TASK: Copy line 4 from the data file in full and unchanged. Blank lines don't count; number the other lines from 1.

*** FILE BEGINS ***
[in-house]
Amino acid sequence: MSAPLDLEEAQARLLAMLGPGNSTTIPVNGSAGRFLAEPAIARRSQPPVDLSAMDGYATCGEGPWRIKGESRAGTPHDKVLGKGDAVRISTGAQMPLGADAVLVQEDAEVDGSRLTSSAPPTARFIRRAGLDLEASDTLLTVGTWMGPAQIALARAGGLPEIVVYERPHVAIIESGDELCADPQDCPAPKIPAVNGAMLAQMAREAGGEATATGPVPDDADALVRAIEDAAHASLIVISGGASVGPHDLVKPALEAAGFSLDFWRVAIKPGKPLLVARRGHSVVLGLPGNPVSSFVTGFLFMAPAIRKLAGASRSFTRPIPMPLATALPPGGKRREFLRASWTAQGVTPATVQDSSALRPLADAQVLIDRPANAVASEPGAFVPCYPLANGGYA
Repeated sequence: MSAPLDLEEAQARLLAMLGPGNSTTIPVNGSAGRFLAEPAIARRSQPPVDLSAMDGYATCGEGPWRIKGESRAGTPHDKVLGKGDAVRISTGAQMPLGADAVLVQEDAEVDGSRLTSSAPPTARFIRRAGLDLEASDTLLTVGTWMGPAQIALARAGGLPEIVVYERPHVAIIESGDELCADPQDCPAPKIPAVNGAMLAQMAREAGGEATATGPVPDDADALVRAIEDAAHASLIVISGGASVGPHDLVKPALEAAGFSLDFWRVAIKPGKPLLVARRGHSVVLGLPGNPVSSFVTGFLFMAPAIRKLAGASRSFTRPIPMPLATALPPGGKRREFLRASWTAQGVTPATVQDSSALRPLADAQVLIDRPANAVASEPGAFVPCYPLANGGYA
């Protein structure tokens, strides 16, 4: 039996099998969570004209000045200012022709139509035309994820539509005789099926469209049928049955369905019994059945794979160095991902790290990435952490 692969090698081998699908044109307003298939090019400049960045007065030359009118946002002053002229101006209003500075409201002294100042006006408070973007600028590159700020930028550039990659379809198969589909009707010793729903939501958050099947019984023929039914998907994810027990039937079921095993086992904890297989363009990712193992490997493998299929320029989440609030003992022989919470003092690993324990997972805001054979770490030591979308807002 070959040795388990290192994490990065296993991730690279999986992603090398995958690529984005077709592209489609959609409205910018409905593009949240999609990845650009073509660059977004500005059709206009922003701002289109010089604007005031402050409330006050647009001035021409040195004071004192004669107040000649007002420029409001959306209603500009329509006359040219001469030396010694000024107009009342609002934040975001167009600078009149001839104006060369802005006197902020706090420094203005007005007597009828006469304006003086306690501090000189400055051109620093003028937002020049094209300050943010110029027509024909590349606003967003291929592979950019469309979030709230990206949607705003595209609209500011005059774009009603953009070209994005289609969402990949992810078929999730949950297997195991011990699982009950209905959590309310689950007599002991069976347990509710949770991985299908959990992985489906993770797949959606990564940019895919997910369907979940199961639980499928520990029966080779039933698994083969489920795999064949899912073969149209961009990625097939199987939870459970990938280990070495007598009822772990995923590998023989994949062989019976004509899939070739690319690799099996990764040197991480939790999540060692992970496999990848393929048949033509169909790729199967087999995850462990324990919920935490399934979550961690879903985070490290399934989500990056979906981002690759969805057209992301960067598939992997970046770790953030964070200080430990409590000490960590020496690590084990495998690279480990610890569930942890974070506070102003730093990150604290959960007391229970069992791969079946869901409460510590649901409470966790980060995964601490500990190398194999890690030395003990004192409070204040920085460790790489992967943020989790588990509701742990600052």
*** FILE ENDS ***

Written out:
């Protein structure tokens, strides 16, 4: 039996099998969570004209000045200012022709139509035309994820539509005789099926469209049928049955369905019994059945794979160095991902790290990435952490 692969090698081998699908044109307003298939090019400049960045007065030359009118946002002053002229101006209003500075409201002294100042006006408070973007600028590159700020930028550039990659379809198969589909009707010793729903939501958050099947019984023929039914998907994810027990039937079921095993086992904890297989363009990712193992490997493998299929320029989440609030003992022989919470003092690993324990997972805001054979770490030591979308807002 070959040795388990290192994490990065296993991730690279999986992603090398995958690529984005077709592209489609959609409205910018409905593009949240999609990845650009073509660059977004500005059709206009922003701002289109010089604007005031402050409330006050647009001035021409040195004071004192004669107040000649007002420029409001959306209603500009329509006359040219001469030396010694000024107009009342609002934040975001167009600078009149001839104006060369802005006197902020706090420094203005007005007597009828006469304006003086306690501090000189400055051109620093003028937002020049094209300050943010110029027509024909590349606003967003291929592979950019469309979030709230990206949607705003595209609209500011005059774009009603953009070209994005289609969402990949992810078929999730949950297997195991011990699982009950209905959590309310689950007599002991069976347990509710949770991985299908959990992985489906993770797949959606990564940019895919997910369907979940199961639980499928520990029966080779039933698994083969489920795999064949899912073969149209961009990625097939199987939870459970990938280990070495007598009822772990995923590998023989994949062989019976004509899939070739690319690799099996990764040197991480939790999540060692992970496999990848393929048949033509169909790729199967087999995850462990324990919920935490399934979550961690879903985070490290399934989500990056979906981002690759969805057209992301960067598939992997970046770790953030964070200080430990409590000490960590020496690590084990495998690279480990610890569930942890974070506070102003730093990150604290959960007391229970069992791969079946869901409460510590649901409470966790980060995964601490500990190398194999890690030395003990004192409070204040920085460790790489992967943020989790588990509701742990600052």